Saturday 1 October 2016

'I love you and I feel absolutely connected to you'- Saoirse Perry on the organ donor who saved her life

When Saoirse Perry learned that she needed a transplant, she was shocked. But, she tells our reporter, she has come through the ordeal with flying colours, and is already hard at work completing her degree

Joy Orpen

Published 04/04/2016 | 02:30

Saoirse Perry has come through her organ transplant ordeal with flying colours. Photo: Marc Condren
Saoirse Perry has come through her organ transplant ordeal with flying colours. Photo: Marc Condren

When asked what message she would convey to the family who donated the organ that saved her life, Saoirse Perry (23) says, "I would tell them that I consider them to be modern- day superheroes".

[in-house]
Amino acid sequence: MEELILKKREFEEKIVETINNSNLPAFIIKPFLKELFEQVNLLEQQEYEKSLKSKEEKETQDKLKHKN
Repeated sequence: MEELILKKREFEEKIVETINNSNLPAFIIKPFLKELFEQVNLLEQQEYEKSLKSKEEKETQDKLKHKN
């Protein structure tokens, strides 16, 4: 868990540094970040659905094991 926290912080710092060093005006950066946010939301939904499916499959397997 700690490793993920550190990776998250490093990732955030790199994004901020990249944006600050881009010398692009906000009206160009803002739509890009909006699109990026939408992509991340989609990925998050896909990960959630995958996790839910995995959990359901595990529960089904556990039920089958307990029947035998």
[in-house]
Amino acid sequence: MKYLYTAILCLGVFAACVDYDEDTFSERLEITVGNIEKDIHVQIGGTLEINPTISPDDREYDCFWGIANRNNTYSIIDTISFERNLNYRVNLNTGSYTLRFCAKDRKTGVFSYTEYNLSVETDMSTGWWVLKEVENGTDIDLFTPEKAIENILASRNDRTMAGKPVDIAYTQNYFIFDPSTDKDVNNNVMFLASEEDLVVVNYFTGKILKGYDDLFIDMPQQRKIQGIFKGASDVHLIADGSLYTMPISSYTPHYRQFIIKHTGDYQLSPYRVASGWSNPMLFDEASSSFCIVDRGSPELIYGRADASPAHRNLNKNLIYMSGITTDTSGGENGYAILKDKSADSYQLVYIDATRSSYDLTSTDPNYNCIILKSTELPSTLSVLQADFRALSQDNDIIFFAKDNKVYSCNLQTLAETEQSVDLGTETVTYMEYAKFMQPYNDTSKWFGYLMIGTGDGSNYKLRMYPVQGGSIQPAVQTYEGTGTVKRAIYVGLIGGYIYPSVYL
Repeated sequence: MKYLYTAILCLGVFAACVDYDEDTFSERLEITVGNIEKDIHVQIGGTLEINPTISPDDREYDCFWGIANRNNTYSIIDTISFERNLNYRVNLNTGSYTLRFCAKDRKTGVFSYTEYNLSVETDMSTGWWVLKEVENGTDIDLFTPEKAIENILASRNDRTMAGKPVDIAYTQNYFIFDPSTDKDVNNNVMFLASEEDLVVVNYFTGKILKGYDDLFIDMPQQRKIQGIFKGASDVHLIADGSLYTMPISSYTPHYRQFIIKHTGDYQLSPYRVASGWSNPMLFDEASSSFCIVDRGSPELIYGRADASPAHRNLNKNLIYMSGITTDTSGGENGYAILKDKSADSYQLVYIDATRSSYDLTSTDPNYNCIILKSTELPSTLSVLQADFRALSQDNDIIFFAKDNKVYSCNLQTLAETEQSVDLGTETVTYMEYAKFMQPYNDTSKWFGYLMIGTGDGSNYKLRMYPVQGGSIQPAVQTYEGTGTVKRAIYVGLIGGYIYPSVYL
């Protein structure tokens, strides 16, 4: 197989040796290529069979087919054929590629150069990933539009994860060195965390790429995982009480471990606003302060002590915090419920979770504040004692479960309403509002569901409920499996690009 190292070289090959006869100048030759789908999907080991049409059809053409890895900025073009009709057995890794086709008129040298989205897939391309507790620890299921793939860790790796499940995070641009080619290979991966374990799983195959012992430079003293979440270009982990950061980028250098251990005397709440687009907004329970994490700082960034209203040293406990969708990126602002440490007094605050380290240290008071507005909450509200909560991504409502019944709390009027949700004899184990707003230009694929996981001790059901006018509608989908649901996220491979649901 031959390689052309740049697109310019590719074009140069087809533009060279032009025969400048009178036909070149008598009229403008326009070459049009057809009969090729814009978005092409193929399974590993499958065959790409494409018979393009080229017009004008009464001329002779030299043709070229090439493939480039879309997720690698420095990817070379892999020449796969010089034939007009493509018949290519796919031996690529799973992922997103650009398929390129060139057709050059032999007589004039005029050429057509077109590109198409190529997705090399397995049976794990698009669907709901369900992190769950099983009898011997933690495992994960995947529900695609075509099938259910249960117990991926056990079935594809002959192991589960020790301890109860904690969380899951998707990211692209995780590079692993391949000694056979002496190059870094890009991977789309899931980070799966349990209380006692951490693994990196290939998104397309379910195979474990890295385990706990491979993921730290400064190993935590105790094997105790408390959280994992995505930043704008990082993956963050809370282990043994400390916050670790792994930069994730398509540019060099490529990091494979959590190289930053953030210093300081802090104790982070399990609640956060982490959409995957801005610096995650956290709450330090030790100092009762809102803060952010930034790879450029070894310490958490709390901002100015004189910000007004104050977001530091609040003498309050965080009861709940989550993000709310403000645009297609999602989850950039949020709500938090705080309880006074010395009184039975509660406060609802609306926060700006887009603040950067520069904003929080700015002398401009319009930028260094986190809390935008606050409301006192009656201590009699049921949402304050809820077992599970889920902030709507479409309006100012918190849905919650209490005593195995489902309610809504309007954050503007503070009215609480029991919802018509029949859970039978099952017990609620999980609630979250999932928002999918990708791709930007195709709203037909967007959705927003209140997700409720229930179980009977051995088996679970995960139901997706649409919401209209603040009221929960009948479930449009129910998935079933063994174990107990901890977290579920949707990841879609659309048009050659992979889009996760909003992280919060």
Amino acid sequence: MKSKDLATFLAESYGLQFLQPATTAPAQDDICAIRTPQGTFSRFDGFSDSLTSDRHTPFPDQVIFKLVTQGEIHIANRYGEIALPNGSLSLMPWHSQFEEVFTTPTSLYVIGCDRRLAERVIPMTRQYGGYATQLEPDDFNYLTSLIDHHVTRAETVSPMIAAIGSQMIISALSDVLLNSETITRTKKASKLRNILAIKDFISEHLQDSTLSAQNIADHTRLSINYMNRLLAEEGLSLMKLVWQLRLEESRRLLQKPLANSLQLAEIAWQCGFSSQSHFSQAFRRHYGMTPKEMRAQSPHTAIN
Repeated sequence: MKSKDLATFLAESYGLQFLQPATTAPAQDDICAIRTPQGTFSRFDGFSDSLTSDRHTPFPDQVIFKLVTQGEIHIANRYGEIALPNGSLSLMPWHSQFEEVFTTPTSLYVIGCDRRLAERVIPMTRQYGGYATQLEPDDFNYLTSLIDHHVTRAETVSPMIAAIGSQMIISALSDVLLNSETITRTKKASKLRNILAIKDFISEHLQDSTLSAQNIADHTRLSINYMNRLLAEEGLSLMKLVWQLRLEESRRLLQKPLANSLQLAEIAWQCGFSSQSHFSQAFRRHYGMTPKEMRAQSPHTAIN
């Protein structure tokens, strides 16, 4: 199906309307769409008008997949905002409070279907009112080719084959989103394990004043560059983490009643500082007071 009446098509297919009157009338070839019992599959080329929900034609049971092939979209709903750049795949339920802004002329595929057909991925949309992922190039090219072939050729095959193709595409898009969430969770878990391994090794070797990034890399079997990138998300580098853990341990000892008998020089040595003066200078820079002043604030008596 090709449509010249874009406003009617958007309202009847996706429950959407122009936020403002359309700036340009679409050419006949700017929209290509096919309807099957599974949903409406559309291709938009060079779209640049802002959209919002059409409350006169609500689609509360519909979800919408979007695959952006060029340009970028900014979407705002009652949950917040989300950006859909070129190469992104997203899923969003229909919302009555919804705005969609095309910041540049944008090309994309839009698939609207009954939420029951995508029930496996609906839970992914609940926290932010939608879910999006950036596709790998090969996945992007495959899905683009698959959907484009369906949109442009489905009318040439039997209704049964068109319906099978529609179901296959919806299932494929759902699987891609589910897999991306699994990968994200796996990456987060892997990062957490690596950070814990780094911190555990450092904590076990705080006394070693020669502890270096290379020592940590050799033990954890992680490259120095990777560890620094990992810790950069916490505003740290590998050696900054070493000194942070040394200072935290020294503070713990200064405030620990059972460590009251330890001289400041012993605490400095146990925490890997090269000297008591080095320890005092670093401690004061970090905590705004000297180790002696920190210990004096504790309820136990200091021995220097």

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Thanks to her transplant, this funky, upbeat and charismatic young woman can now look forward to a happy and productive future. And if she hadn't got that transplant? Well, she doesn't want to go down that dismal road.

Saoirse, who comes from Cabra in Dublin, explains that soon after her birth, she was diagnosed with cystic fibrosis (CF). Luckily, this disease of the lungs and the digestive system hardly affected her at all when she was a child. Nonetheless, parents Cieran Perry and Maria Ball (sister of The Commitments star, Angeline Ball) made absolutely sure that Saoirse led a healthy life. "I swam, went horse riding, did ballet and played the violin," she says.